Capital One to pay $80 million fine following data breach in 2019

by Julie Splinters - -

2019 data leak compromised personal data of over 100 million customers

Capital One fined $80 million

Office of the Comptroller of the Currency (OCC) has issued a fine of $80 million fine to be paid by one of the top US banks Capital One for a data breach that exposed the personal information of 106 million customers. The punishment comes almost a year after a hacker, who managed to hack into the bank's Amazon Web Services server, was caught accessing internal databases and sealing information for personal gain.

According to official documents released by OCC, an independent bureau that regulates all banks in the US, the bank failed to effectively protect customer safety and privacy by allowing the cybersecurity incident to happen. Nonetheless, before deciding about the fine size, the regulator took into account efforts that were put in when informing customers and trying to remediate the situation:[1]

The OCC took these actions based on the bank's failure to establish effective risk assessment processes prior to migrating significant information technology operations to the public cloud environment and the bank's failure to correct the deficiencies in a timely manner. In taking this action, the OCC positively considered the bank's customer notification and remediation efforts.

The data theft conducted by Amazon Web Services employee

High-profile data breaches most commonly occur due to companies' inability to adequately secure databases,[2] AWS buckets,[3], or access to servers. In Capital One's case, while the intrusion was not authorized, it was performed Amazon Web Services (AWS) software engineer Paige A. Thompson, who also worked for Capital One as a contractor between 2015 and 2016.

She managed to access the AWS server belonging to Capital One by abusing misconfigured settings, which granted her access to millions of people's data – it included names, home addresses, insurance numbers, credit scores, credit card balances, and their limits, and more. Fortunately, no Social Security Numbers, credit card numbers, or login information was accessed during the breach.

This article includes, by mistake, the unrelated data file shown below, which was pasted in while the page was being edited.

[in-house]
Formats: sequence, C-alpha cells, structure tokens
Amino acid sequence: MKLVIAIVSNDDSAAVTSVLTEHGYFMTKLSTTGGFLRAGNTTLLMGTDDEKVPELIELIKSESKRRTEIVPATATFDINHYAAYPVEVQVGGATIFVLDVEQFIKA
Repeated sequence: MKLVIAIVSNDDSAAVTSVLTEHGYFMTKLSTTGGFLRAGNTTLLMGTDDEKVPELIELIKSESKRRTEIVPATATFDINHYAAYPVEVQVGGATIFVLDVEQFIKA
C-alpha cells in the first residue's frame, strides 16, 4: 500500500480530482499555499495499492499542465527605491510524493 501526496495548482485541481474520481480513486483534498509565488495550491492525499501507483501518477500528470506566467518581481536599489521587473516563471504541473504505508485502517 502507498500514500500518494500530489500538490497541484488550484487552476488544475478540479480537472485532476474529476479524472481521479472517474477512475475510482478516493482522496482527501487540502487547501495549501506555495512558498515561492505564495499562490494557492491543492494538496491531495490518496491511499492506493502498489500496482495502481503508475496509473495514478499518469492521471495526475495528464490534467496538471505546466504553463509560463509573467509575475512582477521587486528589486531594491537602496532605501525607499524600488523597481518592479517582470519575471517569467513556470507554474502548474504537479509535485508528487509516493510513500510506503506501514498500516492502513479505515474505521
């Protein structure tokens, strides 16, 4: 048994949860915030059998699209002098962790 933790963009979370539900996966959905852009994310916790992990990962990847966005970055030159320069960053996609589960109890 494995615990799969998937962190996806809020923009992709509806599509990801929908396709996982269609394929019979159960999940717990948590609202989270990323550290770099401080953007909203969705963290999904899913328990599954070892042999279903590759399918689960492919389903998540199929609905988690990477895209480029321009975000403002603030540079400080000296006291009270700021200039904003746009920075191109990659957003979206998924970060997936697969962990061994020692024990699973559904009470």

The hacker would not have been caught if she would not have exposed her malicious deeds via the GitHub platform – her post was reported by an anonymous visitor on July 17, 2019, which prompted an immediate investigation. Thompson was arrested and charged with computer fraud when hacking into 30 organizations and is still awaiting trial.[4]

Since the vulnerability and misconfiguration were identified within Capital One's servers, the bank was accused of negligence and failure to protect user data.

Noncompliance with IT Security Standards

Besides assigning a massive $80 million fine, OCC stated that Capital One must take adequate steps in order to improve the internal risk management and internal cybersecurity controls to protect the personal information of its customers adequately.

According to the order, Capital One has to submit a plan within 90 days – it should include information about the implementation of the improved risk management system, as well as internal security controls. The plan must clearly define who is responsible for cybersecurity-related roles and that adequate training is provided.

While Capital One has not published any statements about the court's decision of an $80 million fine, it did comment that the security controls put in place before the hack helped to catch Thompson:[5]

Safeguarding our customers' information is essential to our role as a financial institution. In the year since the incident, we have invested significant additional resources into further strengthening our cyber defenses, and have made substantial progress in addressing the requirements of these orders.

About the author
Julie Splinters
Julie Splinters - Malware removal specialist

Julie Splinters is the News Editor of 2-spyware. Her bachelor was English Philology.

Contact Julie Splinters
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